Coordination and Bioinorganic Chemistry

Metal-based Anticancer Drugs: 3d-Metal Complexes as Photodynamic Therapeutic (PDT) and Anti-metastasis Agents

The major focus of our research is to develop the hitherto unknown chemistry of bio-essential 3d-metal complexes as potential photodynamic therapeutic (PDT) and anti-metastasis agents. We are designing and synthesizing metal complexes that have DNA and protein binding propensities and such complexes could show photo-induced DNA and protein cleavage activity in visible light. Transition metal complexes with tunable coordination geometry and versatile spectral and redox chemistry offer wide scope of designing new PDT agents as substitutes of organic PDT dyes like porphyrins and phthalocyanines. The metal complexes could also show photo-induced oxidative DNA cleavage activity following different mechanistic pathways, while the organic dyes generally follow only type-II pathway involving formation of singlet oxygen as the cytotoxic species. Our group is currently working in designing and synthesizing different types of coordination and organometallic complexes as photocleavers of protein and DNA in visible light. We are also exploring the photocytotoxicity of such complexes using different types of cancer cells.

Copper complexes as photocleavers of DNA

Copper(II) complexes with a 3d9 electronic configuration show a metal-based electronic transition in the PDT spectral window of 600-800 nm. We have designed and synthesized different types of binary and ternary copper(II) complexes having both DNA binding ligand and photosensitizer. We have shown that the cleavage of DNA in red light occurs via metal-assisted photo-excitation pathway involving the metal-based d-d and/or charge transfer bands. With suitable design of the 3d-metal complexes, the mechanistic pathways could be altered from singlet oxygen to hydroxyl radicals. While redox active copper(II) complexes follow the hydroxyl radical pathway, other copper(II) complexes form singlet oxygen as the reactive species. Copper(II) complexes are also designed as models for restriction enzymes showing hydrolytic cleavage of DNA. We have reported copper(II) complexes showing photo-induced DNA cleavage activity under anaerobic reaction condition. This observation is of significance since tumors are known to be generally hypoxic in nature.

Vanadium and Iron-based PDT agents

We have designed and synthesized binary and ternary oxovanadium(IV) and iron(III) complexes as photocleavers of DNA and proteins in visible light. The dipyridophenazine complexes show significant photocytotoxicity in cancer cells.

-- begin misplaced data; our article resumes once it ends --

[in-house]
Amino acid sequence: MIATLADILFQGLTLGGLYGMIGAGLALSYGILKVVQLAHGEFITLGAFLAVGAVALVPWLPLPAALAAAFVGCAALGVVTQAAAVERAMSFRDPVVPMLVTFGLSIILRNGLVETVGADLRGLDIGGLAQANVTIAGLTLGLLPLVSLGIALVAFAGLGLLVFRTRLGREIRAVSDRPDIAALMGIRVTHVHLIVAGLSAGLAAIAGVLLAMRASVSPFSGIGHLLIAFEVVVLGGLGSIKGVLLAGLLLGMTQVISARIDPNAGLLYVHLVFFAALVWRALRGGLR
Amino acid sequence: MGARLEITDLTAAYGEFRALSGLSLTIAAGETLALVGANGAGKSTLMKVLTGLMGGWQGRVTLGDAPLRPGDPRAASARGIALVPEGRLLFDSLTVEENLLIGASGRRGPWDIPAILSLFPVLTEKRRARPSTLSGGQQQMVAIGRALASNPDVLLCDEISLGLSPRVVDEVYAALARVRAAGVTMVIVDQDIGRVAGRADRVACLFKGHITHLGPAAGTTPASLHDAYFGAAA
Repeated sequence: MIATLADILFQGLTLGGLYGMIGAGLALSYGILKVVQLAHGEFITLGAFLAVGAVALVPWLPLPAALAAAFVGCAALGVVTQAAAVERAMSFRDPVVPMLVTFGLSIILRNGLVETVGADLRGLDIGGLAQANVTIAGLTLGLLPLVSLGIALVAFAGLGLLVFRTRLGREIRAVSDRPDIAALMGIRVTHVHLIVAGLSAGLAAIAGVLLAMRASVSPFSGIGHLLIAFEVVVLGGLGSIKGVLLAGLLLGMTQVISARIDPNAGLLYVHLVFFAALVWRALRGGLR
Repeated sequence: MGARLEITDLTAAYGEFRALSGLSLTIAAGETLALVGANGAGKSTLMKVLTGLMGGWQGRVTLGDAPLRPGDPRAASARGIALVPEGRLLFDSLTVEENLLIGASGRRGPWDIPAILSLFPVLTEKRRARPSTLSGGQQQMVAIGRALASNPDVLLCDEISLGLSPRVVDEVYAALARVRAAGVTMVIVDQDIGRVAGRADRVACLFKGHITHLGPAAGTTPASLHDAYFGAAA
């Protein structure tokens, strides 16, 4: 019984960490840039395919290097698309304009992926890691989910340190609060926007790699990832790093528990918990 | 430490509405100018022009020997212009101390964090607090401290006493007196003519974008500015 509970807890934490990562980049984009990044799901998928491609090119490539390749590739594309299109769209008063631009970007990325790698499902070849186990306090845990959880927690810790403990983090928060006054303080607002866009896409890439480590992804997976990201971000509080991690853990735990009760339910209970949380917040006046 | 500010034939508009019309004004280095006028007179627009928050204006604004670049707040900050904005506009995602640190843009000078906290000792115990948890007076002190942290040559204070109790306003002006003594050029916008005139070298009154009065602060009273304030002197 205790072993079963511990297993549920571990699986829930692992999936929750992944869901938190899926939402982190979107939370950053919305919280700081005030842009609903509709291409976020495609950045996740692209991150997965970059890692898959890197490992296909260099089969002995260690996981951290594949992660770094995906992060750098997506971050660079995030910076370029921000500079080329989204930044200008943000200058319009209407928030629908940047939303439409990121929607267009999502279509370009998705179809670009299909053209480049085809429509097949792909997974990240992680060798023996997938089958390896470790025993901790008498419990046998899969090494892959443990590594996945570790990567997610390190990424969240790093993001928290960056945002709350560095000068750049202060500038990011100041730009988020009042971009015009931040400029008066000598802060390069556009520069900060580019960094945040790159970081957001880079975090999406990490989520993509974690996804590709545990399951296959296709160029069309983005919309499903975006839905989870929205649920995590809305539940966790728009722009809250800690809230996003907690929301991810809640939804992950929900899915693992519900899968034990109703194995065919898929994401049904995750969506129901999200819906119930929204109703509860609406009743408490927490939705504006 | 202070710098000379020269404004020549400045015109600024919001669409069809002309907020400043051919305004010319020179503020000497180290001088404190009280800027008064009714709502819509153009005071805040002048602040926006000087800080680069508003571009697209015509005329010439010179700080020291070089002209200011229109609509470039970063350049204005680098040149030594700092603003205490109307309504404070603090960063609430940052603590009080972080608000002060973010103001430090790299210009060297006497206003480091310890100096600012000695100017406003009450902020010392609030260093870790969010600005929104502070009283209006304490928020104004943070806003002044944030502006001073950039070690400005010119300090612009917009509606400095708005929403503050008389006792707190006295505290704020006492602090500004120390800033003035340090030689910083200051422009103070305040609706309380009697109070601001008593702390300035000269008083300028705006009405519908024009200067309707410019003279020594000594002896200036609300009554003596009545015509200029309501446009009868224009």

VO2+ complexes with a 3d1 electronic configuration show a metal-centered electronic band in the near-IR region of ~750 nm. We have designed V(IV) complexes that are redox stable and do not show any significant chemical nuclease activity in the presence of cellular reducing thiols. Significant photocytotoxicity of [VO(dppz)2Cl]Cl (dppz = dipyridophenazine) has been observed in HeLa cells on exposure to visible light, while the complex is non-toxic in dark. The oxovanadium(IV) complexes are unique in showing photo-induced DNA cleavage activity in near-IR light. Only lutetium texaphyrin is known to exhibit photocytotoxcity at near-IR wavelength. Vanadium being a bio-essential metal ion, its complexes could be better suited as PDT agents than heavier metal ions like ruthenium and rhodium.

We have explored the photo-induced DNA cleavage activity of several suitably designed mononuclear and binuclear iron(III) complexes. The complexes having photoactive phenanthroline bases show photonuclease activity in visible light. A ternary complex of iron(III) having dipyridophenazine and phenolate-based tetradentate ligand shows in vitro photocytotoxic activity in HeLa and HaCaT cells forming hydroxyl radicals in a photo-redox pathway. Oxo-bridged diiron(III) complex of L-histidine is found to photocleave bovine serum albumin (BSA) giving two protein fragments. We are currently working on designing and synthesizing new iron-based PDT and anti-metastasis agents.

Bioorganometallic chemistry in PDT

Bioorganometallic chemistry is an emerging area in chemical biology due to varied biological applications of organometallic compounds. Among different organometallic systems, those based on ferrocene and its conjugates are of particular importance due to excellent stability of the ferrocene moiety in biological media, its lipophilicity, and its reversible redox chemistry. We are exploring the hitherto unknown chemistry of bioorganometallic complexes of 3d-metal ions for PDT applications. Ferrocene-conjugated ternary copper(II) complexes having photoactive phenanthroline bases show photo-induced DNA cleavage activity in red light. The dipyridophenazine complex that shows BSA cleavage activity is a multifunctional model nuclease and protease in the PDT chemistry. The presence of two visible bands due to Fe(II) and Cu(II) makes such systems photoactive over a large spectral window.

Ferrocene-appended 3d-metal complexes that show photo-induced DNA and BSA cleavage activity could be suitably designed for PDT applications targeting both primary and secondary tumors.

Representative Publications